The man from Inverbrackie

| December 6, 2020

In the 1890s, near Woodside in the Adelaide Hills, a ghost appeared and threatened passers-by on the road to Inverbrackie. The ghost received its ‘come-uppance’ 100 years before the imaginary ‘terrorist’ of this poem ran for the hills from a low-security immigration detention centre established at Inverbrackie to hold refugees seeking asylum. The now closed detention centre is to be converted to a tourism facility. The Wheatsheaf Inn closed in the 1860’s and is now a ruin.

The media went viral, with Tweets and texts galore.
A ‘terrorist’ from Woodside’s gone astray.
They said the man is different – he doesn’t look quite right,
And that’s enough to have him locked away.

The agencies and departments sent their best from everywhere,
And they booked a place where punters couldn’t stay.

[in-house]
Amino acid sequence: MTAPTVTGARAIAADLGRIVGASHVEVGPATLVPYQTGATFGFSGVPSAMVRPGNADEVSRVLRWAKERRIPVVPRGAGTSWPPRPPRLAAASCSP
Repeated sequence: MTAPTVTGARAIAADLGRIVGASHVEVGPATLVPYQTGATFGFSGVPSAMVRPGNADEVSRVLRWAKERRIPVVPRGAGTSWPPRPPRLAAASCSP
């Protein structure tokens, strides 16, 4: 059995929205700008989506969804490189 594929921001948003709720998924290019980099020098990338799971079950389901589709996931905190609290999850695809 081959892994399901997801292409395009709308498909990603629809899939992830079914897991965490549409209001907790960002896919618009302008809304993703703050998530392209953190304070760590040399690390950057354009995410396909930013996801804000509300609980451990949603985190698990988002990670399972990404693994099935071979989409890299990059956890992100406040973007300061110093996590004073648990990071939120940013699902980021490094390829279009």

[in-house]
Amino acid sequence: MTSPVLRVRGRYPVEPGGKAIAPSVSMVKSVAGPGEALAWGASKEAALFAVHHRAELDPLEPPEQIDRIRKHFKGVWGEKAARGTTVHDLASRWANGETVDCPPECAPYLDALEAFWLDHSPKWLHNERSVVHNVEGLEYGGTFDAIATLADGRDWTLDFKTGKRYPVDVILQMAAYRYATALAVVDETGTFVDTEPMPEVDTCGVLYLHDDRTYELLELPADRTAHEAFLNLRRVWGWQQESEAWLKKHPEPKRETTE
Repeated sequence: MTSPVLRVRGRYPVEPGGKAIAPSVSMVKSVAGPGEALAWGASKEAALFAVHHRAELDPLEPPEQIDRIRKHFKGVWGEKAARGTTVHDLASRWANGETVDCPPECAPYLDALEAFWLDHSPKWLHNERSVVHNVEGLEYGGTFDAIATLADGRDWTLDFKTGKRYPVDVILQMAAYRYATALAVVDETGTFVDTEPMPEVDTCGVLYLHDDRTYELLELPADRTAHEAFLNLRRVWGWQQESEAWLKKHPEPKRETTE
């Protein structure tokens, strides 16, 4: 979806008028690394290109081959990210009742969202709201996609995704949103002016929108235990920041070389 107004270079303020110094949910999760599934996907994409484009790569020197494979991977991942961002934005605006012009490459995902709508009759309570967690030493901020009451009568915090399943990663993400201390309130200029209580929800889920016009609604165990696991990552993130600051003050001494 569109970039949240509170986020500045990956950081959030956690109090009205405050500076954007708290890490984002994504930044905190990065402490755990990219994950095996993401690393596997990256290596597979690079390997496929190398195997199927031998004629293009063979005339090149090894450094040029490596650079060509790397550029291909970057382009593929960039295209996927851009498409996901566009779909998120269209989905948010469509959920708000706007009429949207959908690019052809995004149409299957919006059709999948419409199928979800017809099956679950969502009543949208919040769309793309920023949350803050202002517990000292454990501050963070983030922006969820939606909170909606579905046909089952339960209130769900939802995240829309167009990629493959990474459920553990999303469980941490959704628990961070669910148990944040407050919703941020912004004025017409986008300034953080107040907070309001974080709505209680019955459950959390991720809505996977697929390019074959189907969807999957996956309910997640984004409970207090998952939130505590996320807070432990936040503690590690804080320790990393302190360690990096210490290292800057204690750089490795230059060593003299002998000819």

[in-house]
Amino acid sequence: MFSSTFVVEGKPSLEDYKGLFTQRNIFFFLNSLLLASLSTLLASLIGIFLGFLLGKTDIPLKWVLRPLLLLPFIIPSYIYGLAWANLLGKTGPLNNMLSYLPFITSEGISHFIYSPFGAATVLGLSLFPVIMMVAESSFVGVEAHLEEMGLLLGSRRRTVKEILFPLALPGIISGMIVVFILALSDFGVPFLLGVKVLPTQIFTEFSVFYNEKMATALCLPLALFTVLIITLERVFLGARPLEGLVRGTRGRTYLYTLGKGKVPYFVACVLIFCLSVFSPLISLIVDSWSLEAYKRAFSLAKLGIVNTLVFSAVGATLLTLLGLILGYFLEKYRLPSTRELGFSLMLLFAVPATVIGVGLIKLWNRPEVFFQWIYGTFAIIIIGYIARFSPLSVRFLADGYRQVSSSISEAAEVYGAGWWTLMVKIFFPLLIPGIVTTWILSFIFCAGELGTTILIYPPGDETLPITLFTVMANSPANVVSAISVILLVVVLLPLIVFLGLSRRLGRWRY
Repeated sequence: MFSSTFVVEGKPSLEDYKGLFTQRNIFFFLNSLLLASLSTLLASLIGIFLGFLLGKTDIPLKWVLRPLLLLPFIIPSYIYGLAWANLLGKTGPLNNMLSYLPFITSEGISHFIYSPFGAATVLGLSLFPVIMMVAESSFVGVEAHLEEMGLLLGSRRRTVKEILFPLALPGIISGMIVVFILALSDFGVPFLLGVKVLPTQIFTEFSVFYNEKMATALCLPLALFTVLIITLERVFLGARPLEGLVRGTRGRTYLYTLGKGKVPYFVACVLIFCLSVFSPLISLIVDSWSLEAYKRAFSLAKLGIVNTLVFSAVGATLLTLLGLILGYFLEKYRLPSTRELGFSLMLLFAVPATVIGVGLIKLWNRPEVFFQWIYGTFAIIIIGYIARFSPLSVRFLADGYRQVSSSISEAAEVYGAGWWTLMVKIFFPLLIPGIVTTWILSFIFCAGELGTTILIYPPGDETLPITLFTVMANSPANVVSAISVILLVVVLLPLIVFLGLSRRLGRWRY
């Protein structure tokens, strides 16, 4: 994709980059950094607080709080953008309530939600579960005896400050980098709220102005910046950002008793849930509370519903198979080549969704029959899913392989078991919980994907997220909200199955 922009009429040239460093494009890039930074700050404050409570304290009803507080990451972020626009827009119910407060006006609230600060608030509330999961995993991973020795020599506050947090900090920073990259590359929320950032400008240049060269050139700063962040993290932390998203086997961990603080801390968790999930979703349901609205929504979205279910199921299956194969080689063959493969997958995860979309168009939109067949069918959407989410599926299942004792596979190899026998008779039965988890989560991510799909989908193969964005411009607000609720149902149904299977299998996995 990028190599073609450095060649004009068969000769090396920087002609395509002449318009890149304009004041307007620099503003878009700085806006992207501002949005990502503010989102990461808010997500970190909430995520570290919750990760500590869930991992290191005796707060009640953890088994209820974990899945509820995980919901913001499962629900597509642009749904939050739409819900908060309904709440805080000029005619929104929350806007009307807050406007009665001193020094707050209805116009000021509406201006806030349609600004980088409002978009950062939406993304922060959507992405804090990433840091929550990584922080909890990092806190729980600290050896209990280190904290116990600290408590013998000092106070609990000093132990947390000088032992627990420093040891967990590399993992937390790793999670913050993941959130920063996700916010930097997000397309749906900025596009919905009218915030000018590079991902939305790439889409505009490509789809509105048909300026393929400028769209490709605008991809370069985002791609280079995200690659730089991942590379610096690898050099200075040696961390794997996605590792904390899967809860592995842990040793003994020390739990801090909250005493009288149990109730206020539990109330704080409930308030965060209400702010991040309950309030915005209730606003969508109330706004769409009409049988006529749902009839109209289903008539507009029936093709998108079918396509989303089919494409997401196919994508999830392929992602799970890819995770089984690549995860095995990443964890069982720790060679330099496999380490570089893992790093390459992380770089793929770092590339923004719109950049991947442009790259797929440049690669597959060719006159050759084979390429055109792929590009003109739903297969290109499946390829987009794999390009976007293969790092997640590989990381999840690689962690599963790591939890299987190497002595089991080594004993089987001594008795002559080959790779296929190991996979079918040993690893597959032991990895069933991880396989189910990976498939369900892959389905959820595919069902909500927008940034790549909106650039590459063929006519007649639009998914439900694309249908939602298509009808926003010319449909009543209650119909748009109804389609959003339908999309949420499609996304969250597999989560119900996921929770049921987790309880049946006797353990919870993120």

Now politicians love to grandstand and the thing that matters most,
Is being seen, if not, to save the day.

Inverbrackie couldn’t hold him; the gates weren’t always closed,
And the hills around could hide a refugee.
They worried up in Canberra – who could bring him in?
‘We need The Man from Snowy River’ said the Ministry.

Legends mostly travel on rivers of the mind,
And on the Snowy up by Kosciusko’s side;
But Onkaparinga Valley or the Coorong – where the ocean used to be;
Are places no ‘Border-Force’ would ever ride.

But once they’ve started on a journey, and when their pride’s at stake,
The helpless and the mighty, share the sloping track;
That leads them to the bottom – in a race that can’t be won;
They learn the cost of losing freedom, and the price to win it back.

Now in words and rhymes we’ve travelled, in imaginary time,
And met a man who never had a name.
But who would know the difference? – refugee or slave,
If one’s a slave the rest are all the same.

But ‘terror’ is a ghost, like Inverbrackie knew,
That dwells alone and stays just out of sight.
It visits uninvited – and is welcomed by the few,
Who fear the dawn that fades their callous night.

The ghost of Inverbrackie cried, ‘prepare to meet your doom’
But should a made-up ‘terrorist’ have the final say?
No, let him shout the bar at Wheatsheaf – and let posterity recall,
When the ‘tourorists’ of Woodside came to stay.